A finely tuned crosstalk between enteric neurons and muscularis macrophages: evidence from a conditional Knockout mouse model developed by genOway

3 min read
January 14, 2020

Matheis F, Muller PA, Graves CL, Gabanyi I, Kerner ZJ, Costa-Borges D, Ahrends T, Rosenstiel P, Mucida D.
Adrenergic Signaling in Muscularis Macrophages Limits Infection-Induced Neuronal Loss.
Cell. 2020 Jan.

A recent study, freshly published in Cell by a group of researchers at Rockefeller University, demonstrates that enteric infections cause rapid neuronal loss via the two non-canonical inflammasomes Nlrp6 and Casp11. This was elegantly demonstrated by infecting conditional Knockout mice with an attenuated strain of Salmonella enterica and, subsequently, quantifying the numbers of enteric neurons.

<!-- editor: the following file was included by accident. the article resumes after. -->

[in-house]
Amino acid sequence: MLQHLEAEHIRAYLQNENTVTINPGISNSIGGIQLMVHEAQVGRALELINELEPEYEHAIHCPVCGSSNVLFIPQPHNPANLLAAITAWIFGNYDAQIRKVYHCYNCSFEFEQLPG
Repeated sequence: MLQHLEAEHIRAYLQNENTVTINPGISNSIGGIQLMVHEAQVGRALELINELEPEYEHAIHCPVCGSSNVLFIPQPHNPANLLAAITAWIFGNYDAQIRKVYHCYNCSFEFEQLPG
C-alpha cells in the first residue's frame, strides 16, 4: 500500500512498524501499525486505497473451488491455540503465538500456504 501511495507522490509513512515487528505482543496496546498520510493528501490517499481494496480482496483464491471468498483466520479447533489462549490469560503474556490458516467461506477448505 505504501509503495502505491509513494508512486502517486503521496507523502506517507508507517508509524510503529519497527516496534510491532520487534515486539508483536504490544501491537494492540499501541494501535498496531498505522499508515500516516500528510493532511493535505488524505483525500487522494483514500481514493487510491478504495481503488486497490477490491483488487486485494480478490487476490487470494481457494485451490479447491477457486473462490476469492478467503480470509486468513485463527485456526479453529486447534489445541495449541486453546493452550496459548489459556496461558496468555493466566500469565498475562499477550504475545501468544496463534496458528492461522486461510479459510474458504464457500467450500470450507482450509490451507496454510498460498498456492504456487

In addition, researchers found that resident macrophages rapidly respond to enteric pathogens by activating the β2-adrenergic receptor (β2-AR) signaling that, in turn, triggers the synthesis of neuroprotective polyamines, thereby limiting neuronal loss. These findings suggest an extremely sophisticated interplay between enteric neurons and macrophages similar to what has been already described for the central nervous system.

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